for the two provisions a reasonable field of operation, without destroying their
evident intent and meaning, preserving the force of both, and construing them
together in harmony with the whole course of legislation, it is their duty to do
so.’ ” Fuller v. Dep’t of Educ., 927 So. 2d 28, 32 (Fla. 1st DCA 2006)
(quoting City of St. Petersburg v. Pinellas County Power Co., 100 So.
509, 510 (Fla. 1924)).3
together to make available both a DFS audit report-focused review process as
contemplated in § 440.525(3) (an APA-based process) and a § 440.021
review process before the JCC for resolving narrower disputes involving only the
amount of the penalty or interest assessment, given the ultimate results of the
audit report or the APA-based review of same. Parsing the statutes, the
Legislature in § 440.525, subsection 3, allows for an APA-based review of
“the results of [DFS’s] examination or investigation.” The process described in
subsection 3 certainly encompasses challenges to the findings in an audit
report, whereas this subsection wholly omits any reference to penalties per
se, or avenues by which a carrier or claims handling entity can challenge
penalty amounts ultimately assessed by DFS.
together, provide for a different review process related to penalty assessments.
See n. 1, 2 supra. When an audited entity challenges the penalty
assessment itself — the amount of the penalty — referral is required to a JCC.
Different from the audit report merits phase prescribed by § 440.525(3) (an
APA-based process), penalty phase review before a JCC narrowly concerns the
issue of whether DFS’s “penalty or interest” assessment calculation comports
with legal requirements. See §§ 440.525(4), 440.021, Fla. Stat.
called for by the statutes insofar as, besides its jurisdictional argument, it
challenged only the underlying merits of DFS’s findings. The School Board asked
for and received review of DFS’s late-payment determination under chapter 120 in
accordance with § 440.525(3). And DFS later issued a final appealable order to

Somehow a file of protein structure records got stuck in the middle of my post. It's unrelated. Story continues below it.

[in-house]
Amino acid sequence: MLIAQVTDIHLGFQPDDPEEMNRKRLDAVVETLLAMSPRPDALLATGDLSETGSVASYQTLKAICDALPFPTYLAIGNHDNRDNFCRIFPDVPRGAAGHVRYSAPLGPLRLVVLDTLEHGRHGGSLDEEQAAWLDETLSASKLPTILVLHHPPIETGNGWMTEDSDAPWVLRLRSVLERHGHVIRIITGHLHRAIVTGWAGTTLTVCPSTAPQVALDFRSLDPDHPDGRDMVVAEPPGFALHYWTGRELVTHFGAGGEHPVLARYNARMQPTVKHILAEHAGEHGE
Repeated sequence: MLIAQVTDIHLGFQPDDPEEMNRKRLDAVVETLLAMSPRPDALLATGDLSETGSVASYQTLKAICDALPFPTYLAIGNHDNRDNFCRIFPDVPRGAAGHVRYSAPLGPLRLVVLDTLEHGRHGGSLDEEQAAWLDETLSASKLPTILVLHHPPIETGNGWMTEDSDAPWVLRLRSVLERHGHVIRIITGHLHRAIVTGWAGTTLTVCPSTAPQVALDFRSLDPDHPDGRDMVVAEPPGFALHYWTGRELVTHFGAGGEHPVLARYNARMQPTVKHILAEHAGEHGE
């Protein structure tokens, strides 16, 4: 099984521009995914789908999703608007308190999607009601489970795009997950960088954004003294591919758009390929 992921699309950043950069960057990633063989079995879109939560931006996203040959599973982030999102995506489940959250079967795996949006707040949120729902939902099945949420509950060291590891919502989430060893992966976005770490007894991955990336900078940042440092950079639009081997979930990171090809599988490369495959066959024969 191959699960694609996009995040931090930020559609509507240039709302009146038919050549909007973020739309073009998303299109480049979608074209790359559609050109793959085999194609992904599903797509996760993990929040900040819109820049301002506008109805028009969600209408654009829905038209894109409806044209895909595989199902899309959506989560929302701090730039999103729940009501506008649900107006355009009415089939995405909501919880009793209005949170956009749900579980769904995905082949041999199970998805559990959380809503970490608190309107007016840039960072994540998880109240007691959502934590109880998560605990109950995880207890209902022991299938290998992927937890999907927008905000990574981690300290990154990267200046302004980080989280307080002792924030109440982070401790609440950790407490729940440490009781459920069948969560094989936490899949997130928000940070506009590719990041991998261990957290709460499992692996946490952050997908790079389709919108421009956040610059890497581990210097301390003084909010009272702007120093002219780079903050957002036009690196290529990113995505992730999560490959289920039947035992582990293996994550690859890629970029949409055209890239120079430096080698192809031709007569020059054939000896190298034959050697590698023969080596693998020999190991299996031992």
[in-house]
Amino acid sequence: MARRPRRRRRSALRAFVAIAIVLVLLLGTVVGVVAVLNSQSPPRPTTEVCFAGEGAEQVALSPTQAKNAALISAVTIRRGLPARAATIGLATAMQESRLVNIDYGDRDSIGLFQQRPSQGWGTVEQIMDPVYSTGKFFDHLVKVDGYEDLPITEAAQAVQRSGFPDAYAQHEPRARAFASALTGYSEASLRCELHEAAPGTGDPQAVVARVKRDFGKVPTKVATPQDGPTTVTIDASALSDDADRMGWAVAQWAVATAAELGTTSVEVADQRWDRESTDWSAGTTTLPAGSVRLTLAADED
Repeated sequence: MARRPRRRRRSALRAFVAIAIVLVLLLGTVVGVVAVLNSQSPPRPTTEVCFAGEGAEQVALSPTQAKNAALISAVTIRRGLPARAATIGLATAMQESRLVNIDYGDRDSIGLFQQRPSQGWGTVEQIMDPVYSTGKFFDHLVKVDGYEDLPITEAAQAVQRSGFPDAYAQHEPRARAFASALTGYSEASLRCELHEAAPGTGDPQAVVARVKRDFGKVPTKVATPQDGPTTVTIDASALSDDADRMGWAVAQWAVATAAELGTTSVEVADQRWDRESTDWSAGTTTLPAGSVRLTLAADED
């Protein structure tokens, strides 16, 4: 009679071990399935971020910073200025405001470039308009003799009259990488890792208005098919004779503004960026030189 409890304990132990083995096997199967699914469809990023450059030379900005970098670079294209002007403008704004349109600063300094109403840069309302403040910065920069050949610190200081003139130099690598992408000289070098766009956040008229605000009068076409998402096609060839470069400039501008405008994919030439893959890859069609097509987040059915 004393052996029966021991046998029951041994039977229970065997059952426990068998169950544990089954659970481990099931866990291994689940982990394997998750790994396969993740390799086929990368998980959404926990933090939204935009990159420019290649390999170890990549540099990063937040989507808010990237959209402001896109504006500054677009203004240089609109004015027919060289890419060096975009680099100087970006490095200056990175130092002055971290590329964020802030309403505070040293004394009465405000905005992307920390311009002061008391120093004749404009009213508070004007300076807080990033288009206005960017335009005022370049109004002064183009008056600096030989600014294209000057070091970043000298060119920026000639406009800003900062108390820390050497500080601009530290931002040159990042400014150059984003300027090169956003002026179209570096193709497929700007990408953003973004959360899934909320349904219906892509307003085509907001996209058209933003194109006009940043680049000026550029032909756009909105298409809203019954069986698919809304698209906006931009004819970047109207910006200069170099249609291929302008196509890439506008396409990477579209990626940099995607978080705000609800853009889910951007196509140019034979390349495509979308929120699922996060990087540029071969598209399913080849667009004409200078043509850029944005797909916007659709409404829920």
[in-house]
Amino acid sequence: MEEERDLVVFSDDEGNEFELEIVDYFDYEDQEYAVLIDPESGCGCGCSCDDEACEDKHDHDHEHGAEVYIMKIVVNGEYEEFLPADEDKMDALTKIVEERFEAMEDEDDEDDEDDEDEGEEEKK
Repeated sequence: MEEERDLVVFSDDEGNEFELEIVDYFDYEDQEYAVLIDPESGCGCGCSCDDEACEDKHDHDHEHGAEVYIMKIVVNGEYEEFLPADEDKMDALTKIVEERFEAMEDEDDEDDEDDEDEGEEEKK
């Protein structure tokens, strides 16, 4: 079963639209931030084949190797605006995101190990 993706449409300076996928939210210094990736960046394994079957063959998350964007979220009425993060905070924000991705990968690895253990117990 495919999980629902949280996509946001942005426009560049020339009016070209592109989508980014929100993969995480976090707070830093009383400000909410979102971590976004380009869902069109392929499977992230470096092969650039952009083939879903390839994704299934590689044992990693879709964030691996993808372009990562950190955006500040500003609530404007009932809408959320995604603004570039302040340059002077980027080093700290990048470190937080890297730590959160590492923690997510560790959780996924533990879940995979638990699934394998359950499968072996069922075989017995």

the School Board with notice of its right to appeal, which has occurred here.
The School Board has never specifically challenged the penalty assessment per
se — the $200 penalty calculated by DFS. Rather the School Board stipulated
that it “does not dispute the calculation of the total penalty amount assuming
that the Department is determined to have subject matter jurisdiction over the
issues presented and has accurately identified the alleged late payments to
amount was calculated or the appropriateness of such penalty in light of the
violations found to exist through the APA-based review, referral to the JCC was
not required. (Whereas if the $200 penalty assessment was itself disputed,
arguably miscalculated, etc., then referral to the JCC would have been called
for pursuant to §440.021.)
jurisdiction to enter the final order. The final order is AFFIRMED. (CLARK and
MAKAR, JJ., CONCUR.
In all instances in which the department institutes action to
collect a penalty or interest which may be due pursuant to this chapter, the
penalty or interest shall be assessed without hearing, and the party against
which such penalty or interest is assessed shall be given written notice of such
assessment and shall have the right to protest within 20 days of such notice.
Upon receipt of a timely notice of protest and after such investigation as may
be necessary, the department shall, if it agrees with such protest, notify the
protesting party that the assessment has been revoked. If the department does
not agree with the protest, it shall refer the matter to the judge of
compensation claims for determination pursuant to s. 440.25(2)-(5). Such
action of the department is exempt from the provisions of chapter
(3) . . . The results of an examination or investigation [by DFS]
shall be provided to the carrier, third-party administrator, servicing agent, or
other claims-handling entity in a written report setting forth the basis for any
violations that are asserted. Such report is agency action for purposes of
chapter 120, and the aggrieved party may request a proceeding under s.
120.57 with regard to the findings and conclusion of the
(4) If [DFS] finds that violations of this chapter have occurred,
[it] may impose an administrative penalty upon the offending entity or entities.
For each offending entity, such penalties shall not exceed . . . . [DFS] shall
adopt penalty guidelines by rule to set penalties under this
adopt an interpretation that “harmonizes two related, if conflicting, statutes
while giving effect to both.” Fuller, 927 So. 2d at 32. And where one
statute is passed sooner in time, “the legislature is presumed to pass
subsequent enactments with full awareness of all prior enactments and an intent
that they remain in force.” Id. (citing Palm Harbor Special Fire
Control Dist. v. Kelly, 516 So. 2d 249, 250 (Fla. 1987)).